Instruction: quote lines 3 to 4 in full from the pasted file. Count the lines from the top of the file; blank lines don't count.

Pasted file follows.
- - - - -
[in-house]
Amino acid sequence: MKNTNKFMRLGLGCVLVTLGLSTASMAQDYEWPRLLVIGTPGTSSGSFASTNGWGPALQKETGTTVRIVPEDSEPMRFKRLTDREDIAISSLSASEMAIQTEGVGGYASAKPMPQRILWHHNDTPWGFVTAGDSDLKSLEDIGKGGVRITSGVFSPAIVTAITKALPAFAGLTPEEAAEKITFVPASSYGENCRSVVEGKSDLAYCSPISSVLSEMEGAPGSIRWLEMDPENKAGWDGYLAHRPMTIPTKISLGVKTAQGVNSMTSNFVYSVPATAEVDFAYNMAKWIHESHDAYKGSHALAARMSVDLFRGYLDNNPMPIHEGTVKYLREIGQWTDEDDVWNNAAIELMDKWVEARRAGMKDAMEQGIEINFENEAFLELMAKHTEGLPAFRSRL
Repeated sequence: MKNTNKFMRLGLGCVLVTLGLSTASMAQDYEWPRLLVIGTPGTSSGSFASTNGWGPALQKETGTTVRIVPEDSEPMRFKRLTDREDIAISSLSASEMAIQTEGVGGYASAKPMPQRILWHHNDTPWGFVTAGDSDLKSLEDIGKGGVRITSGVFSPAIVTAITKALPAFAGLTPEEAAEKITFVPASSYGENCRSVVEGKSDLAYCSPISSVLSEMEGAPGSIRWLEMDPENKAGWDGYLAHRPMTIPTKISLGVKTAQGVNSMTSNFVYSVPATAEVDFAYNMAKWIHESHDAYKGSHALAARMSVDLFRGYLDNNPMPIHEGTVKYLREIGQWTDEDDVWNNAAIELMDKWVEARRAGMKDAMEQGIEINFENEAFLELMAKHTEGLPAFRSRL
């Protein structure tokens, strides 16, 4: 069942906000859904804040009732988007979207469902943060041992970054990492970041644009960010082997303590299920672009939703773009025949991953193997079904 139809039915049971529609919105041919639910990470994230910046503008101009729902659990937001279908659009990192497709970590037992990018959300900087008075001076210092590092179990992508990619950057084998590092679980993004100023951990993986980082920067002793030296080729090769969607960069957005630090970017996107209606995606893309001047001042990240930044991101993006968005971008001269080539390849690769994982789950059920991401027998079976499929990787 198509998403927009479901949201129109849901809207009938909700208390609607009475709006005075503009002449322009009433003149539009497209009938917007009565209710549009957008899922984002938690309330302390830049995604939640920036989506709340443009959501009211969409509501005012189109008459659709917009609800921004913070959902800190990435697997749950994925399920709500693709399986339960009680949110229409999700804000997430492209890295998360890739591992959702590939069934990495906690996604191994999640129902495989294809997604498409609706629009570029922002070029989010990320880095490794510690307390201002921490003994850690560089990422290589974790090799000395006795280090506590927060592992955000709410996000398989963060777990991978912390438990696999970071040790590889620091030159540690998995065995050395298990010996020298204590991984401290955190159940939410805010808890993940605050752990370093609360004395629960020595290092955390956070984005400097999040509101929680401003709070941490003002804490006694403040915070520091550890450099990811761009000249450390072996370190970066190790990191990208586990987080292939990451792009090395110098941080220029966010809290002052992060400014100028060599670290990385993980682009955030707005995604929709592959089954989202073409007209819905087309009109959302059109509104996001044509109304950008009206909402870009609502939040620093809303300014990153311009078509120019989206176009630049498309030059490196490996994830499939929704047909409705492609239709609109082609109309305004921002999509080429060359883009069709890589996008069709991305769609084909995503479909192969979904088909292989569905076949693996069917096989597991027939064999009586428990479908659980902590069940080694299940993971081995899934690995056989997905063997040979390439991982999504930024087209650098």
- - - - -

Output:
Repeated sequence: MKNTNKFMRLGLGCVLVTLGLSTASMAQDYEWPRLLVIGTPGTSSGSFASTNGWGPALQKETGTTVRIVPEDSEPMRFKRLTDREDIAISSLSASEMAIQTEGVGGYASAKPMPQRILWHHNDTPWGFVTAGDSDLKSLEDIGKGGVRITSGVFSPAIVTAITKALPAFAGLTPEEAAEKITFVPASSYGENCRSVVEGKSDLAYCSPISSVLSEMEGAPGSIRWLEMDPENKAGWDGYLAHRPMTIPTKISLGVKTAQGVNSMTSNFVYSVPATAEVDFAYNMAKWIHESHDAYKGSHALAARMSVDLFRGYLDNNPMPIHEGTVKYLREIGQWTDEDDVWNNAAIELMDKWVEARRAGMKDAMEQGIEINFENEAFLELMAKHTEGLPAFRSRL
């Protein structure tokens, strides 16, 4: 069942906000859904804040009732988007979207469902943060041992970054990492970041644009960010082997303590299920672009939703773009025949991953193997079904 139809039915049971529609919105041919639910990470994230910046503008101009729902659990937001279908659009990192497709970590037992990018959300900087008075001076210092590092179990992508990619950057084998590092679980993004100023951990993986980082920067002793030296080729090769969607960069957005630090970017996107209606995606893309001047001042990240930044991101993006968005971008001269080539390849690769994982789950059920991401027998079976499929990787 198509998403927009479901949201129109849901809207009938909700208390609607009475709006005075503009002449322009009433003149539009497209009938917007009565209710549009957008899922984002938690309330302390830049995604939640920036989506709340443009959501009211969409509501005012189109008459659709917009609800921004913070959902800190990435697997749950994925399920709500693709399986339960009680949110229409999700804000997430492209890295998360890739591992959702590939069934990495906690996604191994999640129902495989294809997604498409609706629009570029922002070029989010990320880095490794510690307390201002921490003994850690560089990422290589974790090799000395006795280090506590927060592992955000709410996000398989963060777990991978912390438990696999970071040790590889620091030159540690998995065995050395298990010996020298204590991984401290955190159940939410805010808890993940605050752990370093609360004395629960020595290092955390956070984005400097999040509101929680401003709070941490003002804490006694403040915070520091550890450099990811761009000249450390072996370190970066190790990191990208586990987080292939990451792009090395110098941080220029966010809290002052992060400014100028060599670290990385993980682009955030707005995604929709592959089954989202073409007209819905087309009109959302059109509104996001044509109304950008009206909402870009609502939040620093809303300014990153311009078509120019989206176009630049498309030059490196490996994830499939929704047909409705492609239709609109082609109309305004921002999509080429060359883009069709890589996008069709991305769609084909995503479909192969979904088909292989569905076949693996069917096989597991027939064999009586428990479908659980902590069940080694299940993971081995899934690995056989997905063997040979390439991982999504930024087209650098």